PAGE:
The focus of the protests last night was the corner of Airline Highway and Goodwood Boulevard, which is the site of the Baton Rouge Police Department’s headquarters. That site had been the venue for an impromptu and somewhat disorganized protest on Friday, but it had been scheduled as the location for a demonstration yesterday.
And apparently a venue to pass out communist propaganda leaflets…
…but we digress.
For the most part, the protest was peaceful. But it didn’t quite stay that way. A couple of eyewitness accounts…
What apparently happened was that the protesters decided to move away from BRPD headquarters and down Airline Highway to where it intersects with I-12. For the folks not familiar with Baton Rouge geography, here’s the lay of the land…
And when the protesters got to the I-12 interchange, the police started making lots of arrests for folks being in the roadway. It was no longer fun and games once they threatened to do this – which KRON-TV in San Francisco captured last week.
Trying to shut down an interstate highway is essentially attempted negligent homicide, because there is every likelihood you’re going to cause a fatal accident.
It turns out that there isn’t much of a shoulder, and no sidewalk at all, along Airline Highway. So it would be hard not to be in the roadway if you’re in a large group of people marching down the road toward the interstate. And if the cops have decided they’re going to enforce the law pretty strictly in an effort to keep people from getting to I-12 to block it, they’re going to be able to catch a lot of folks who’ve stepped into the roadway.
And the Black Lives Matter agitator Deray McKesson, who just last week wrangled himself a cushy $165,000-a-year job doing community organizing in the Baltimore public schools, was walking down Airline Highway and had stepped into the roadway when he was arrested.
Interestingly, Breitbart News reporter Lee Stranahan also was arrested last night for having stepped into the roadway while covering the protesters. If the police were going to arrest the protesters for being in the road, they couldn’t exactly exempt the journalists.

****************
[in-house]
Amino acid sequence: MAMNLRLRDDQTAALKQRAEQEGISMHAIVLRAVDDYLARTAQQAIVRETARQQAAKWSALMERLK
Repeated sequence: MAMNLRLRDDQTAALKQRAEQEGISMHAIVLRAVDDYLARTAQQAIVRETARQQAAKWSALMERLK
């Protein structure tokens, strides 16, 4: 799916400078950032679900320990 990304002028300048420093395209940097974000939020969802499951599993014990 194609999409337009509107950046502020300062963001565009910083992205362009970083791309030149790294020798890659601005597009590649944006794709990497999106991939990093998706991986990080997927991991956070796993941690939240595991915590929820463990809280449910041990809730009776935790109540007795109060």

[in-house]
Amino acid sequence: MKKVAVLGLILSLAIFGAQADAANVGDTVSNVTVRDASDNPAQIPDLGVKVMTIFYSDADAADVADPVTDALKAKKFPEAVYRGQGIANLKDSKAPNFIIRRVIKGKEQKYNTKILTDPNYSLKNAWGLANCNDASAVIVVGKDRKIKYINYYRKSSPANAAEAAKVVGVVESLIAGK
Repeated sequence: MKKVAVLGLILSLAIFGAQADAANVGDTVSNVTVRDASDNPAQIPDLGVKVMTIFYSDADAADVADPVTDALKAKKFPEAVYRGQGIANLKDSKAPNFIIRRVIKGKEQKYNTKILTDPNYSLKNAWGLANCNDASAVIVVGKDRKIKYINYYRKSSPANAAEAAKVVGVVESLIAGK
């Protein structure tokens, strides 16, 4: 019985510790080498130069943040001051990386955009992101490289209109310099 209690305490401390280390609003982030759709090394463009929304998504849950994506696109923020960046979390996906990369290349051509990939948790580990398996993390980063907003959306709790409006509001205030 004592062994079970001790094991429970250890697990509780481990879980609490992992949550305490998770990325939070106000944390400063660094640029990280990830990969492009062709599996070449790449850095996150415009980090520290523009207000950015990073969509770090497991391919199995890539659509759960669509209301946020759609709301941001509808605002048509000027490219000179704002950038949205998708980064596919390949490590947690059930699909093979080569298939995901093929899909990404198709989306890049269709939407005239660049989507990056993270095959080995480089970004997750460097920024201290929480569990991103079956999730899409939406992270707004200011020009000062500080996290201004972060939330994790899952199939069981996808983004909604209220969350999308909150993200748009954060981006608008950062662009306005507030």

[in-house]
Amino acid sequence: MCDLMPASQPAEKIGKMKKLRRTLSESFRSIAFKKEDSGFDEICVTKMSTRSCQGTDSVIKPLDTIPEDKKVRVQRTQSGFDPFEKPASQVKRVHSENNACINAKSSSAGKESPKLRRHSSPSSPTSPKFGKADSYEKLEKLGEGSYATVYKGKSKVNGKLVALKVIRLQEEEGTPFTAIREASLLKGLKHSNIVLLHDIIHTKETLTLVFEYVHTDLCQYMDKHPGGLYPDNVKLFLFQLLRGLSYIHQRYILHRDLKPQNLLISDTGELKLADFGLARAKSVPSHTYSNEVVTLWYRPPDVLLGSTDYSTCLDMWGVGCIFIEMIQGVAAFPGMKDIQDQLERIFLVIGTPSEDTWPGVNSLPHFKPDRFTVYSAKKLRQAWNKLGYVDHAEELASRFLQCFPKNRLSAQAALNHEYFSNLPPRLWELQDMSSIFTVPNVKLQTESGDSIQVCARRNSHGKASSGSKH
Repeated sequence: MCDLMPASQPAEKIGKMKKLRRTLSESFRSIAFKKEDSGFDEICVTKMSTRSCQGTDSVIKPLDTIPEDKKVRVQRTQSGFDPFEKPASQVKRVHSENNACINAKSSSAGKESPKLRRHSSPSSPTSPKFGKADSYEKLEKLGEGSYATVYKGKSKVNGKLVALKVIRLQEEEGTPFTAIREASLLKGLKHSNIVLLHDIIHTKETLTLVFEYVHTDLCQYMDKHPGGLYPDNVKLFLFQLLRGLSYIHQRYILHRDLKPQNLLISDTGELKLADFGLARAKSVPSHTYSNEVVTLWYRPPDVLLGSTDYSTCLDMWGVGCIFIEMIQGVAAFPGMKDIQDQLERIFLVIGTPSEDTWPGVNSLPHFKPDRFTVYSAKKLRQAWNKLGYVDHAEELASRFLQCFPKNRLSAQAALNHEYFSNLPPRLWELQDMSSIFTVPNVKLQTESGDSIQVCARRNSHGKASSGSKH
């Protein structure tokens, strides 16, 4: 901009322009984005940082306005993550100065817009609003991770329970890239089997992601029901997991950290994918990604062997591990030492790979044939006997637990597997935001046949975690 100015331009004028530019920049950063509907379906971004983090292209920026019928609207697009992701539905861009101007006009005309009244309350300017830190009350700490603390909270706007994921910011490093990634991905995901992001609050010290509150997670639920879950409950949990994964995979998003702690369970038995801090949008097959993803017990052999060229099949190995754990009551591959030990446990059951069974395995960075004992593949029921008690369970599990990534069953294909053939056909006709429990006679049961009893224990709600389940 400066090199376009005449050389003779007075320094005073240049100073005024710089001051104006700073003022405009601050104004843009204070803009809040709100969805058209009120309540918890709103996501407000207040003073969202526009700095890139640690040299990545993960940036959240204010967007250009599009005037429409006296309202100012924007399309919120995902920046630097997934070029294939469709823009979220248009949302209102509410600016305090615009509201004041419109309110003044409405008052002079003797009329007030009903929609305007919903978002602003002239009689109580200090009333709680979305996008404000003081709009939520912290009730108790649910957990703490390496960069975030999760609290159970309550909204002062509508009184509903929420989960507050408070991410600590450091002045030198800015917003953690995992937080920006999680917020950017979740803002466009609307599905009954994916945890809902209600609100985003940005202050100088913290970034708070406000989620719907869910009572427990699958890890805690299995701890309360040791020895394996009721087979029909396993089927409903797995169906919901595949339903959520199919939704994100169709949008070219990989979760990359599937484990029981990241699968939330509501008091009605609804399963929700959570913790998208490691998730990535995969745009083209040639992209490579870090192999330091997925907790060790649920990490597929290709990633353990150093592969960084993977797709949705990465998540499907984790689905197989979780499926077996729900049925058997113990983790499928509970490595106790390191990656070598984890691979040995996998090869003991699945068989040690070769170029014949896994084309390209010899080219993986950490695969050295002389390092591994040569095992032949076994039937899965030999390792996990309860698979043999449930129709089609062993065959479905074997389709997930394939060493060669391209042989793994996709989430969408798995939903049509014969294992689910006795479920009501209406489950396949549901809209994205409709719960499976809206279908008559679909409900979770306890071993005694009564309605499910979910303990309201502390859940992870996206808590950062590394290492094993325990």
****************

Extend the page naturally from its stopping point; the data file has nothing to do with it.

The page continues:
Almost everybody listed in the 2:30 a.m. booking sheet from East Baton Rouge Parish Prison was brought in for violating Section 14:97 of the Louisiana Criminal Code, which reads as follows…
§97. Simple obstruction of a highway of commerce
Simple obstruction of a highway of commerce is the intentional or criminally negligent placing of anything or performance of any act on any railway, railroad, navigable waterway, road, highway, thoroughfare, or runway of an airport, which will render movement thereon more difficult.
Whoever commits the crime of simple obstruction of a highway of commerce shall be fined not more than two hundred dollars, or imprisoned for not more than six months, or both.
Some of them had other charges, like inciting to riot – Harold Maze of Franklin, LA, Joshua Banks of Houston, TX, and Nicole Smith and Bono Kollie of Baton Rouge were hit with that one. Jessica Provenzano from Slidell had a marijuana possession charge in addition to being arrested for standing in the roadway. Several were charged with resisting arrest, and a number were also fugitives – which could just mean they had bench warrants for traffic tickets and so forth.
But it was when the protesters decided they were going to try the stunt Black Lives Matter has pulled in Oakland and other places, marching down Airline Highway to I-12 in an effort at shutting down an interstate highway, that the arrests happened in large numbers.